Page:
Inside the Detailed Conservation of a 1909 Courthouse
At the end of January 2018, the scaffolding inside the Luzerne County Courthouse in Wilkes-Barre, Pennsylvania—rising over 100 feet inside the courthouse’s rotunda—finally came down. For four months, employees with conservation group John Canning & Co. climbed the scaffolding each day, taking inventories, photographs, paint samples, and surveys of the rotunda and its 96 damaged canvas murals.
Pennsylvania architect Frederick John Osterling designed the Neoclassical courthouse, which opened in 1909 at a cost of $2 million dollars ($50 million today), a huge sum for the time. From the exterior, a large, central dome bordered on four sides by smaller domes rises tall from the cruciform-shaped building. Inside, different colored marbles and gleaming bronze decorate the floors, walls, columns, and cornices of the rotunda and corridors. The ceilings in the hallways feature more than 50 paintings by Italian-American artist Vincent Aderente. The rotunda’s paintings on canvas are attributed to a man named V. Pastore. They show allegorical representations of values like truth, freedom, and wisdom, as well as portraits of local and national leaders.
“We’re working in the heart of the building,” says David Riccio, principal at John Canning. “And it’s still an active courthouse, so the building is at times full of pedestrian traffic. We were guiding them literally through the scaffolding.”
While that seems enough of a challenge, the conservation team had their work cut out for them in the rotunda. When the courthouse finally opened, there were immediate problems that have threatened the artwork continuously.
“The building abuts the Susquehanna River,” Riccio explains. “As a result, moisture and humidity get into the building and just stay there.” As early as the 1920s, reports documented damage to the building’s artwork and finishes. Almost each subsequent decade saw the completion of a different renovation project to control the moisture intrusion. However, in 2011, water was discovered flowing into the attic and through the walls. The result was every preservationist’s worst nightmare—efflorescence, erosion, mildew, and black and white mold.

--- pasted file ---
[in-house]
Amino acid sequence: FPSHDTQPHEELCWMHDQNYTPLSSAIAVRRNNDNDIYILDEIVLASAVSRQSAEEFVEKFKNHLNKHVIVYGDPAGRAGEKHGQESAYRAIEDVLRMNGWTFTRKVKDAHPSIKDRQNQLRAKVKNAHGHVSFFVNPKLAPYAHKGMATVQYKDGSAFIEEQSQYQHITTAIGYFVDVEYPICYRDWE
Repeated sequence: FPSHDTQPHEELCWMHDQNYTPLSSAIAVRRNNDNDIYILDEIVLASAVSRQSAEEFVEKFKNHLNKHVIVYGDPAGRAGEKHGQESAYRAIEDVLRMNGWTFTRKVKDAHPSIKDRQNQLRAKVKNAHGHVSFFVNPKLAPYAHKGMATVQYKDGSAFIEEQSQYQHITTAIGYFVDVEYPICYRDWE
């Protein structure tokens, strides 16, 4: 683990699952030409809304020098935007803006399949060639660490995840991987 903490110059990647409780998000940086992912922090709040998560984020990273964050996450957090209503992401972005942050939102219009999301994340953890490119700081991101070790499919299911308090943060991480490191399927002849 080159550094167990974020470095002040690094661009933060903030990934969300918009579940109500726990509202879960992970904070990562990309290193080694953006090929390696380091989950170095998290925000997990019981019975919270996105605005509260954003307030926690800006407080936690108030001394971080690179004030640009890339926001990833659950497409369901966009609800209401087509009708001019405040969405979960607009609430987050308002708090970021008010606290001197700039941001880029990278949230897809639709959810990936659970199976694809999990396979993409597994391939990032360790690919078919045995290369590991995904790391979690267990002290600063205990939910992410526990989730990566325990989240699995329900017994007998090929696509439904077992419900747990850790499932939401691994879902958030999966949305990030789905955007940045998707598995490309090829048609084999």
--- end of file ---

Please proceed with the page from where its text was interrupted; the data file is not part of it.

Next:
In 2017, architecture firm A+E Group was contracted to oversee the $2.1 conservation project. John Canning won the bid to restore the art. They quickly set to work evaluating the damage and formulating a conservation plan for the building’s interior.
“About 16 [canvases] were falling [in the rotunda],” notes Marcie Clifford, project manager at John Canning. The murals, some of which measure 8 by 12 feet, were held to the plaster substrate with lead-based adhesives, so any remediation had to include lead-safe zones and designated work areas up on the scaffolding. After conservators took down the affected canvases, they then removed the adhesives, re-lined the canvases, and prepared the substrate before reinstalling them. Only after that could the crew begin the art conservation.
The spaces between the dome and the columns it rests on—commonly called pendentives—show seated female figures dressed in classical garb who represent the different types of law, such as moral and common law. From the ground, the pendentives look like mosaics, but in reality they are painted scenes made to imitate mosaic. Like the panels in the dome, the canvas pendentives had biological growth present, along with paint loss and delamination. Additionally, the efflorescence from the water intrusion burned through the paint coatings, causing further damage.
Fortunately, the original appearance of the artwork in the dome was easily discernable, but four lunettes in the south lobby weren’t so lucky. Dirt, tobacco smoke, and overpainting hid the original colors and appearance of the murals, first painted in 1909 by Aderente. To discover the original treatments, the conservation team looked at historic photos and writings and conducted microscopy analysis of paint samples to discover each layer of paint.
“You have to look at what the original intent was to determine a specific color, but that artwork now is 100 years old,” says Riccio. “If we put the exact [original] color up, it looks discordant to the rest of the artwork. It requires a bit of adjustment of the color so that it is suitable and supportive of the artwork.”
After studying the lunettes, the team at John Canning realized that they couldn’t remove the overpaint without taking off the original work. Nor could they use any solvent or scalpel to the lunettes without causing further damage. So, they came up with a creative solution.
“Instead of further destroying the original, we decided to encapsulate it and protect it,” Riccio explains. After looking at the artist’s work in other buildings, they replicated the lunettes on new canvases, which they placed over the originals. "Some day, when conservation technology is better, conservators will be able to go back to the original 1909 artwork.”
Until that day comes, however, residents of Luzerne County can be more than content knowing that the meticulously restored artwork and decorative finishes throughout their impressive courthouse will last at least another 100 years.